141st APHA Annual Meeting and Exposition 2013; 11/2013
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    ABSTRACT: Long-lasting insecticide-treated mosquito nets (LLINs) are a primary malaria prevention strategy in sub-Saharan Africa. However, emergence of insecticide resistance threatens the effectiveness of LLINs. Cross-sectional surveys of LLINs were conducted in houses of seven and four villages in Gem and Bungoma Districts in western Kenya, respectively. Condition (number and area of holes in the nets), number and species of mosquitoes resting inside them, and insecticidal activity of nets were quantified. Mosquitoes collected inside nets were allowed to lay eggs and progeny tested for susceptibility to deltamethrin and permethrin, pyrethoids commonly deployed in LLINs in western Kenya. In Gem, 83.3% of nets were less than three years old and 32.4% had at least one hole of any size; while in Bungoma, 92% were less than three years old and 48% had at least one hole. No anopheline and five Culex spp. mosquitoes were found resting inside nets in Gem regardless of the number and size of holes, while 552 Anopheles gambiae s.l., five Anopheles funestus s.l. and 137 Culex spp. were in nets in Bungoma. The number of mosquitoes resting inside nets increased with hole areas >50 cm in Bungoma. In WHO resistance assays, f1 offspring of samples collected in nets in Bungoma were 94 and 65% resistant to deltamethrin and permethrin, respectively. Nets from Bungoma retained strong activity against a susceptible laboratory strain, but not against f1 offspring of field-collected An. gambiae s.s. All An. gambiae s.s. samples collected in nets were homozygous for the kdr genotype L1014S. In areas with pyrethroid resistant vectors, LLINs with modest hole areas permit mosquito entry and feeding, providing little protection against the vectors. LLIN formulations develop large holes within three years of use, diminishing their presupposed lifetime effectiveness.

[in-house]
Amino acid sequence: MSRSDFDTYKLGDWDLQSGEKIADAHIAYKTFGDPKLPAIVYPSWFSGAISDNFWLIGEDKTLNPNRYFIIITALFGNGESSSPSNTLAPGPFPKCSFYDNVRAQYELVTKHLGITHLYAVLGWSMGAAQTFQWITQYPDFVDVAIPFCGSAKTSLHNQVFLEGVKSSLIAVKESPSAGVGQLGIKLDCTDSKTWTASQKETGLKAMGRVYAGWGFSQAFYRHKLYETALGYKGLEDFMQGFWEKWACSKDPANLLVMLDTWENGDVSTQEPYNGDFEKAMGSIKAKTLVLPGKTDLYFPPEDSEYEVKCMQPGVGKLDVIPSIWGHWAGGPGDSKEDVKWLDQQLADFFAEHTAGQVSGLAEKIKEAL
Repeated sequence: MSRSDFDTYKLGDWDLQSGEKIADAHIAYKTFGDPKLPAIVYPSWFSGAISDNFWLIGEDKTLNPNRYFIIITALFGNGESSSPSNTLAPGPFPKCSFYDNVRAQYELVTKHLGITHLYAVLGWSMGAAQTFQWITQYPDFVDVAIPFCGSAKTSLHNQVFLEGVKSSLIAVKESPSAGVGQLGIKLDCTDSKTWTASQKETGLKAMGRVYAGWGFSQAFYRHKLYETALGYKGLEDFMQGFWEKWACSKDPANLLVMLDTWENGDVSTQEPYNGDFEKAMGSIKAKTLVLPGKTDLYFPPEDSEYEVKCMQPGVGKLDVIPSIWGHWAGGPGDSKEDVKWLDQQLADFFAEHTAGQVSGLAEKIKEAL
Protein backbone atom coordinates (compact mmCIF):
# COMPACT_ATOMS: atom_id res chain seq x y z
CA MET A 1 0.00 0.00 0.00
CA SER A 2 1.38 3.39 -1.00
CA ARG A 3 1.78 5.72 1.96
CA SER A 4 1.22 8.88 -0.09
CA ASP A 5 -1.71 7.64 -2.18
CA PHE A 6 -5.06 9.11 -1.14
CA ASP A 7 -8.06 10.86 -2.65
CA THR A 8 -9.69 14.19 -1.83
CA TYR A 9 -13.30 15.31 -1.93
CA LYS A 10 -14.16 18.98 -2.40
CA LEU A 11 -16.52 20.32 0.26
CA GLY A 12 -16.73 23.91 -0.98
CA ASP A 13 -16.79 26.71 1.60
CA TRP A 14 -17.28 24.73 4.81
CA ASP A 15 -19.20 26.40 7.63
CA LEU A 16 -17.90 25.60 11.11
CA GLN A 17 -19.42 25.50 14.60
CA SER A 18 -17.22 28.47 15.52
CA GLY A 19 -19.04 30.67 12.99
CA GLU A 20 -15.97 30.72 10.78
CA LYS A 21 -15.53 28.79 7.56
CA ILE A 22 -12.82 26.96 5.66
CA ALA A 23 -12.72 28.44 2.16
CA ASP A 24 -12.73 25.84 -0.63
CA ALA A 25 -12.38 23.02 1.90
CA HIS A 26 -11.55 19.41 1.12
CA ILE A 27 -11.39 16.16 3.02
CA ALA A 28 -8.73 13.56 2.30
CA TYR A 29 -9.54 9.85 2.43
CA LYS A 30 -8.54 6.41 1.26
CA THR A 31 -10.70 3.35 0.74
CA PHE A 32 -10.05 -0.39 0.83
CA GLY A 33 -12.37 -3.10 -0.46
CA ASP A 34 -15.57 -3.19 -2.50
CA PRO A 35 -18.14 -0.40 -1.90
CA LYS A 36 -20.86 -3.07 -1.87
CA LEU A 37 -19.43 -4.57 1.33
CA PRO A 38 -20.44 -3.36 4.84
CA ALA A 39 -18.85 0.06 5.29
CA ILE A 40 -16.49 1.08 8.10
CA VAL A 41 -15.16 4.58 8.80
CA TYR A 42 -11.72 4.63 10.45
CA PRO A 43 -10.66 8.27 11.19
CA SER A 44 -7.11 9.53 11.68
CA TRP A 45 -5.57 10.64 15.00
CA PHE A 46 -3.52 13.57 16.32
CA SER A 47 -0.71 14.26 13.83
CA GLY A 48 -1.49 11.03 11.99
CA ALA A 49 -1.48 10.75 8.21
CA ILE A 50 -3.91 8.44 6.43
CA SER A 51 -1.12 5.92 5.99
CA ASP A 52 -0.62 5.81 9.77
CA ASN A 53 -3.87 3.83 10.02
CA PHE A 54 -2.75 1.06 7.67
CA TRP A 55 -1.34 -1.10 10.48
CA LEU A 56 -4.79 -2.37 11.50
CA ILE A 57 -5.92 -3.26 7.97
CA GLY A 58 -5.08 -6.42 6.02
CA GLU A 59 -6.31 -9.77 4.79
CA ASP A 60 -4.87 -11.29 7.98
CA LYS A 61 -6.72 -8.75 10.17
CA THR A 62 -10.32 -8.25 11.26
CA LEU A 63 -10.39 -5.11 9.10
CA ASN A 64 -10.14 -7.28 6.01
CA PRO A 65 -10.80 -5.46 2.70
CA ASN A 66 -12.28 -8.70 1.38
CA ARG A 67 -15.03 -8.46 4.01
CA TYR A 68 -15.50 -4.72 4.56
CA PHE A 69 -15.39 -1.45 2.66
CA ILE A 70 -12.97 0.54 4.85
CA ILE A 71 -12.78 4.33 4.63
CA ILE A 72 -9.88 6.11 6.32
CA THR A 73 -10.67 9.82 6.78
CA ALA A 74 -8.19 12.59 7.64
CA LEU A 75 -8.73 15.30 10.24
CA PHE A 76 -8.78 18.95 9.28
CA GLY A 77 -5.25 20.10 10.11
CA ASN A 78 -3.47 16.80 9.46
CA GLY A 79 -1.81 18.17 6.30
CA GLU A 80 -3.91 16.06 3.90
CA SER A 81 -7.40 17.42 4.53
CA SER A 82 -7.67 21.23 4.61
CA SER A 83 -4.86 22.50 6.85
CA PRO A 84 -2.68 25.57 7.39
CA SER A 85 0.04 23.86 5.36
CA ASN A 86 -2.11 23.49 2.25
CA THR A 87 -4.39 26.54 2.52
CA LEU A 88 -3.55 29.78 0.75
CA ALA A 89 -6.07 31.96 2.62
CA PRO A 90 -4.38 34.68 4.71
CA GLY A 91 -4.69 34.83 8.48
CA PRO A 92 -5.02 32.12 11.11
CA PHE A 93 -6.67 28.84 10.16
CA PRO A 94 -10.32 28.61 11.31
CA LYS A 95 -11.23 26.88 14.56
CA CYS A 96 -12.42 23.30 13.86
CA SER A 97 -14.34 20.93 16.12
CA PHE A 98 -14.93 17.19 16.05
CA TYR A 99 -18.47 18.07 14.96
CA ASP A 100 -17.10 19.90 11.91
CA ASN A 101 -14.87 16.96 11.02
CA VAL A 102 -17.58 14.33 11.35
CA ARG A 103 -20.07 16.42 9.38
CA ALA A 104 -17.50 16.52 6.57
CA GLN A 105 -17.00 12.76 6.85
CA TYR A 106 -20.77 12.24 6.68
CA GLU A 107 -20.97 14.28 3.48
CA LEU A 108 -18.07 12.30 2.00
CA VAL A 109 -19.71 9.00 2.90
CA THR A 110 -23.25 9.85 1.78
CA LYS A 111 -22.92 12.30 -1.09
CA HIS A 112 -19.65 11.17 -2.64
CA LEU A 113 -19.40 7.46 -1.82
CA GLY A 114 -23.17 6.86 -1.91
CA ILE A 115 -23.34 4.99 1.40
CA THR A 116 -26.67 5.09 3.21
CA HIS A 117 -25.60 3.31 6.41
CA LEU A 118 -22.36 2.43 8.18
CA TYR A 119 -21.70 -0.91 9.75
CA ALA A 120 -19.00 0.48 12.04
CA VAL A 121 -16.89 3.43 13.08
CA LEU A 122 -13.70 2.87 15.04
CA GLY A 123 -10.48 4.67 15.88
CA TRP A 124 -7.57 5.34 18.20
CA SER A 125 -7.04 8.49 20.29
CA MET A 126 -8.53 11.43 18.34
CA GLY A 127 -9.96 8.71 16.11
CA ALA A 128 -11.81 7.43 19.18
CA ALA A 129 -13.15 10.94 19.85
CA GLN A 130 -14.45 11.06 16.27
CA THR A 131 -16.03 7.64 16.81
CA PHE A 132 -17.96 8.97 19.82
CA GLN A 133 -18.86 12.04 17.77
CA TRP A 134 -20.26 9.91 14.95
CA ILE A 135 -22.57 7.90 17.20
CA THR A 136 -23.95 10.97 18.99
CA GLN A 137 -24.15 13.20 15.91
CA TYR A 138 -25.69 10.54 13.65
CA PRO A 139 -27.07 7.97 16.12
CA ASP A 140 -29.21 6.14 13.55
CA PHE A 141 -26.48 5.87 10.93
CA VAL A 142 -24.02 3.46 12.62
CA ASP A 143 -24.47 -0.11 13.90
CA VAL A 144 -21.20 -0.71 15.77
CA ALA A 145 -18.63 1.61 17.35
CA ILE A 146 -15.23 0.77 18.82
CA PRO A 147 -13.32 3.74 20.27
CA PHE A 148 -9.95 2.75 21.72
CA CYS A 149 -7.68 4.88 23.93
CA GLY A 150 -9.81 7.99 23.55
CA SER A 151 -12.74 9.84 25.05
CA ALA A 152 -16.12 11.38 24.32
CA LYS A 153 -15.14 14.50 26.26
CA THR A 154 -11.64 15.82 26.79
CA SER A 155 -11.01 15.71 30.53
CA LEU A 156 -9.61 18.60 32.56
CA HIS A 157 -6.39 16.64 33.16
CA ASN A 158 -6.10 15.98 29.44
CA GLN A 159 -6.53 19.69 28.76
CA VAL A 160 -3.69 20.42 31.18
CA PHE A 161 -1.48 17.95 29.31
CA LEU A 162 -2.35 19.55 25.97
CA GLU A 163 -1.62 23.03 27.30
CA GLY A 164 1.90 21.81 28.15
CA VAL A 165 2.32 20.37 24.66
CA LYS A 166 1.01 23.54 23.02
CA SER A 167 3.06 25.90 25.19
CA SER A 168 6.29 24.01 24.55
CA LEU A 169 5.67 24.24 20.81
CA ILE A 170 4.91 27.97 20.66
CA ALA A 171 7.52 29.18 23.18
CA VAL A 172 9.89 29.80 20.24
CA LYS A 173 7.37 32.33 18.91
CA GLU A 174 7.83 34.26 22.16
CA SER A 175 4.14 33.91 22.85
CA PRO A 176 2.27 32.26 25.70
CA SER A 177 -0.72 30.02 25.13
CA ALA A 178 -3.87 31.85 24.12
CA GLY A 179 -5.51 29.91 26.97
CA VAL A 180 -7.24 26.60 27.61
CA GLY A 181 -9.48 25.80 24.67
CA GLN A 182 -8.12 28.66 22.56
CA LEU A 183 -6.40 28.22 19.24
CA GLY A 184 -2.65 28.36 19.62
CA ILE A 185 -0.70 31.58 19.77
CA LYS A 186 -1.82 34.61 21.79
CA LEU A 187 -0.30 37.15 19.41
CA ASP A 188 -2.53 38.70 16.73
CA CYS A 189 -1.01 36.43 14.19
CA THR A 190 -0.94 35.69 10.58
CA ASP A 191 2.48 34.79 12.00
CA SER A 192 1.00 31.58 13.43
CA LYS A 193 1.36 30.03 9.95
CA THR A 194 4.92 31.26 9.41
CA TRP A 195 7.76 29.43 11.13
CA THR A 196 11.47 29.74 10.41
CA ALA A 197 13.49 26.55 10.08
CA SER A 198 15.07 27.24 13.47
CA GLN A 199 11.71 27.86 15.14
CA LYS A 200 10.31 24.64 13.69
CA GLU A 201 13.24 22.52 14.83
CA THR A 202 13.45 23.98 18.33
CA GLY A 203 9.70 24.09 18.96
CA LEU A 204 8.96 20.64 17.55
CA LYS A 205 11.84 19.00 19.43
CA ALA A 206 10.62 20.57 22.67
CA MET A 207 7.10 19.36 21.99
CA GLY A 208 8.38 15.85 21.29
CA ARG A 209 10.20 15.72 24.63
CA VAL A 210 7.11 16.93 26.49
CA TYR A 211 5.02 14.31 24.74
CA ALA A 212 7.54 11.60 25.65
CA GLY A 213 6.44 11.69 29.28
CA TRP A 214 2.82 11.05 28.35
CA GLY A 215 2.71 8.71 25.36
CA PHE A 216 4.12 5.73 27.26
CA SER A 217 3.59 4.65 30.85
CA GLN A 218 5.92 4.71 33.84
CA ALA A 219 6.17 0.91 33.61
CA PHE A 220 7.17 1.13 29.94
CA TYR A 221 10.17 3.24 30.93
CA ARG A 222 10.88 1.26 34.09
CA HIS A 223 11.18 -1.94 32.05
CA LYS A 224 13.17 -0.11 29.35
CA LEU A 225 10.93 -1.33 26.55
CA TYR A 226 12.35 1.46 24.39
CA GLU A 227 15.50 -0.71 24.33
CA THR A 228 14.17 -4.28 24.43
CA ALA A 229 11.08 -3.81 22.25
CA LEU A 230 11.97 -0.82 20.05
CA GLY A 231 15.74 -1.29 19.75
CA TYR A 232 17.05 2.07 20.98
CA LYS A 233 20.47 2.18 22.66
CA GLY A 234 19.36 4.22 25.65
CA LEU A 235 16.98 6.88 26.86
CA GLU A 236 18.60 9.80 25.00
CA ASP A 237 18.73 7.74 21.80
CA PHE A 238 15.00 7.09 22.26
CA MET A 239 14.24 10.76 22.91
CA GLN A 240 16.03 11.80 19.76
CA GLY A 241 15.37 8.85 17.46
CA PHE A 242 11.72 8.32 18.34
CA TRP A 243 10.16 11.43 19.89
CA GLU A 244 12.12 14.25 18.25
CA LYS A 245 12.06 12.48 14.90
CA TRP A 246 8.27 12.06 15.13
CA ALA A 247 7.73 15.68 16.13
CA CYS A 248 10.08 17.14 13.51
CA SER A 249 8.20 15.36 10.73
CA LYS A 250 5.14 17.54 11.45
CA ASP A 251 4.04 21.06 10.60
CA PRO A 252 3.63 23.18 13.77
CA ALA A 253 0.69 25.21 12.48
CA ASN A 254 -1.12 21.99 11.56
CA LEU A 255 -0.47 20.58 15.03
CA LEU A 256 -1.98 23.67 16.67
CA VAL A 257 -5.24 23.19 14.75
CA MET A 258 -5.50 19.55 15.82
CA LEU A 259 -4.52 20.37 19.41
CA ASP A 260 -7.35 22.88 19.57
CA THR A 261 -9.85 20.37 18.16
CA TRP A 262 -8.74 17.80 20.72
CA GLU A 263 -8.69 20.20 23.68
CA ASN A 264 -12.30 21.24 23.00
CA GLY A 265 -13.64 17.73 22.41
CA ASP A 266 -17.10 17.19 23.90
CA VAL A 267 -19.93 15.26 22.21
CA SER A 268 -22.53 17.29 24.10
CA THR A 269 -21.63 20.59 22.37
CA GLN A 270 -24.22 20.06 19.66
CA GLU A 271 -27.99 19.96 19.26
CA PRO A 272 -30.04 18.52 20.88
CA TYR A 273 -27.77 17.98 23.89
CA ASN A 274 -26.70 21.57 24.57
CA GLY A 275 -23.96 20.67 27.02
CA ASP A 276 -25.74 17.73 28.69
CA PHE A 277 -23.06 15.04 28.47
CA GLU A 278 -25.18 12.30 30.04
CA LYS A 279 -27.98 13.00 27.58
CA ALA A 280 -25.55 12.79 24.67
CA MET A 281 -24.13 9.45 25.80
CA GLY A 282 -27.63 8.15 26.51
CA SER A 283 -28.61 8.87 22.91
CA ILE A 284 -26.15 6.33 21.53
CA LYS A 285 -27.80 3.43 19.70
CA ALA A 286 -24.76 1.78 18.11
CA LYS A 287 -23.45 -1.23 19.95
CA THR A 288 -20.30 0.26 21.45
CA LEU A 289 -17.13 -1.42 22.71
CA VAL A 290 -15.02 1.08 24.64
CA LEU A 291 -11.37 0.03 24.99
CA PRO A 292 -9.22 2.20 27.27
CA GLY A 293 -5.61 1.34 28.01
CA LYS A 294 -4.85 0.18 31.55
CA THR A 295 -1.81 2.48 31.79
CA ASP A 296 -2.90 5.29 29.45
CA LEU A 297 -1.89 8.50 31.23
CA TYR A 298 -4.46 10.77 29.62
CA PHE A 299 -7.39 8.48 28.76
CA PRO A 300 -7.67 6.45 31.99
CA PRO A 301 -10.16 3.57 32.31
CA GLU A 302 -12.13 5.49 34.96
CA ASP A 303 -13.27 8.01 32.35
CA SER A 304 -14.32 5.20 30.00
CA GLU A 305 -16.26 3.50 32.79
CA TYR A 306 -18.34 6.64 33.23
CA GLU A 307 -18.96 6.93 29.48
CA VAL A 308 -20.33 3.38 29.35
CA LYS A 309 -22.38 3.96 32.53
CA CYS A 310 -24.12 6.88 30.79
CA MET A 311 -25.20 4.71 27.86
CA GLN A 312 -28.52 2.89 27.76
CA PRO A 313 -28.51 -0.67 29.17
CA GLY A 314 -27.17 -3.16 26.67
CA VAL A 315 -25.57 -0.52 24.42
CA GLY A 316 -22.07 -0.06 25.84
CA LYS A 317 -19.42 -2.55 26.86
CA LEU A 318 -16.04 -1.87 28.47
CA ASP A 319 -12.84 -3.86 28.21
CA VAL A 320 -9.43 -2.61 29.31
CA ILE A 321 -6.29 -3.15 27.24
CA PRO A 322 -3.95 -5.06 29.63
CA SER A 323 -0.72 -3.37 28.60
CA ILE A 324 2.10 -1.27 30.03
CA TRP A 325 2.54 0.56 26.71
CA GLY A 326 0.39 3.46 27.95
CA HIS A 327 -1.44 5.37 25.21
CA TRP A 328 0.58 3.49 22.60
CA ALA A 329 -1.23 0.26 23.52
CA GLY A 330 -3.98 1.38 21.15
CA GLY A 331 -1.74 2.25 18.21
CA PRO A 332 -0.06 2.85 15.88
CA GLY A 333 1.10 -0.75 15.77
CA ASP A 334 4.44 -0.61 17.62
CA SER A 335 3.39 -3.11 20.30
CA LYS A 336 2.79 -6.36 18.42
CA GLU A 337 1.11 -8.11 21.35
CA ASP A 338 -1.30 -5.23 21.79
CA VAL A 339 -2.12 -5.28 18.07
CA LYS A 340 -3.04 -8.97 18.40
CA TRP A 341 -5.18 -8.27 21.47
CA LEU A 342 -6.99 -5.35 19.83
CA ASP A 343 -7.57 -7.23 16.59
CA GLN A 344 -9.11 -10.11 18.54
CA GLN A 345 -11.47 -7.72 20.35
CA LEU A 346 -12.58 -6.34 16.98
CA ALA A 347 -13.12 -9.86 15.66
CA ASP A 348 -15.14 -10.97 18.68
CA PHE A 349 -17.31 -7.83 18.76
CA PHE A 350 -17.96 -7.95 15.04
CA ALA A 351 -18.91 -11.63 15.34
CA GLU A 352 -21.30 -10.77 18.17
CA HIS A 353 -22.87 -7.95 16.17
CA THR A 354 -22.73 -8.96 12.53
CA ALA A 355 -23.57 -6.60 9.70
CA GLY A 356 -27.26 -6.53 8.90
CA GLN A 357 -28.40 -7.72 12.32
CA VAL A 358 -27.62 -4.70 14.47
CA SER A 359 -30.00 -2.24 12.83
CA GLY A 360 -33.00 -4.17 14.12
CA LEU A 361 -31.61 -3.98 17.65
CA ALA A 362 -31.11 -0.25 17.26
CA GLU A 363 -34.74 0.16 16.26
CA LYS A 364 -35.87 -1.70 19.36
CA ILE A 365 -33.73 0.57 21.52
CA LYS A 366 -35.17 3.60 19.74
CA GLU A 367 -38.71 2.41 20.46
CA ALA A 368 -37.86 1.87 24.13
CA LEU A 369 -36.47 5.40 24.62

Malaria Journal 10/2013; 12(1):368. DOI:10.1186/1475-2875-12-368 · 3.49 Impact Factor